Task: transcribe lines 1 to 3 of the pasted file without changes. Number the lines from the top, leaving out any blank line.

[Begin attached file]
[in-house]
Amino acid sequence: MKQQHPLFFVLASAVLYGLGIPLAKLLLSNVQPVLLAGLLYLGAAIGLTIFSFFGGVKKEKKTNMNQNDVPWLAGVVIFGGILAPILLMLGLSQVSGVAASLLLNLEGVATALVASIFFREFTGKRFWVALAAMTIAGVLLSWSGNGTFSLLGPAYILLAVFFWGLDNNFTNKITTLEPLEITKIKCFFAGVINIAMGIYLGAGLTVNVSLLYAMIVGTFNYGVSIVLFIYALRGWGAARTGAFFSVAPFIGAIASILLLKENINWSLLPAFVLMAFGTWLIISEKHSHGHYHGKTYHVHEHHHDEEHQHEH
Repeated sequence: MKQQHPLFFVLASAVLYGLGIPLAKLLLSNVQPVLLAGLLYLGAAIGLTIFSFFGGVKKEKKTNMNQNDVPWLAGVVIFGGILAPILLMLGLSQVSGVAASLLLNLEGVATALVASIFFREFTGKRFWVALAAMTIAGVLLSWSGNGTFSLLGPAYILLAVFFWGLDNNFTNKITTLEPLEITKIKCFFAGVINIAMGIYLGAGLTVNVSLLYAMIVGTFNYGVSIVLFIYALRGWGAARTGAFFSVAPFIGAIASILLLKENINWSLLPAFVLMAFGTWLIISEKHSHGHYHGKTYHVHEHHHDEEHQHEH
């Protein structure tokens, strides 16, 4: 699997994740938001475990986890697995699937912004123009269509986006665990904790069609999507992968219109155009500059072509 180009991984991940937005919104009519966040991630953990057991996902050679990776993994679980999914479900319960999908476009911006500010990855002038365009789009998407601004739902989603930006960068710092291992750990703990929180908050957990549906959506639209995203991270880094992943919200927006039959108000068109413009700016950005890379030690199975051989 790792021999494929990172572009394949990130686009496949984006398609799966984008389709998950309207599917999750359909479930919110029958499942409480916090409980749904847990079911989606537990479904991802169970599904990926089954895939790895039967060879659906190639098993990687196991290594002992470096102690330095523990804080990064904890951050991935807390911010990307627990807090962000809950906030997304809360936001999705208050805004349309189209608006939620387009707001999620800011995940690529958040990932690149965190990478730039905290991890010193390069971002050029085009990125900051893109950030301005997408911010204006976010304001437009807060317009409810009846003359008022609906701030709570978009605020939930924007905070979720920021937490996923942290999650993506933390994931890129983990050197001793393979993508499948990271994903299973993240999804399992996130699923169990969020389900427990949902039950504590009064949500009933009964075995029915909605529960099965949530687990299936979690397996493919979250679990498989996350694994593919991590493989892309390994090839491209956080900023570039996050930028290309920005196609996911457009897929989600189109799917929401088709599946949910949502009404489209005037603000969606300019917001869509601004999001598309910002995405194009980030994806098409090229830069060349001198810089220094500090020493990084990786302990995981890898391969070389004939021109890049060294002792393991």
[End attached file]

[in-house]
Amino acid sequence: MKQQHPLFFVLASAVLYGLGIPLAKLLLSNVQPVLLAGLLYLGAAIGLTIFSFFGGVKKEKKTNMNQNDVPWLAGVVIFGGILAPILLMLGLSQVSGVAASLLLNLEGVATALVASIFFREFTGKRFWVALAAMTIAGVLLSWSGNGTFSLLGPAYILLAVFFWGLDNNFTNKITTLEPLEITKIKCFFAGVINIAMGIYLGAGLTVNVSLLYAMIVGTFNYGVSIVLFIYALRGWGAARTGAFFSVAPFIGAIASILLLKENINWSLLPAFVLMAFGTWLIISEKHSHGHYHGKTYHVHEHHHDEEHQHEH
Repeated sequence: MKQQHPLFFVLASAVLYGLGIPLAKLLLSNVQPVLLAGLLYLGAAIGLTIFSFFGGVKKEKKTNMNQNDVPWLAGVVIFGGILAPILLMLGLSQVSGVAASLLLNLEGVATALVASIFFREFTGKRFWVALAAMTIAGVLLSWSGNGTFSLLGPAYILLAVFFWGLDNNFTNKITTLEPLEITKIKCFFAGVINIAMGIYLGAGLTVNVSLLYAMIVGTFNYGVSIVLFIYALRGWGAARTGAFFSVAPFIGAIASILLLKENINWSLLPAFVLMAFGTWLIISEKHSHGHYHGKTYHVHEHHHDEEHQHEH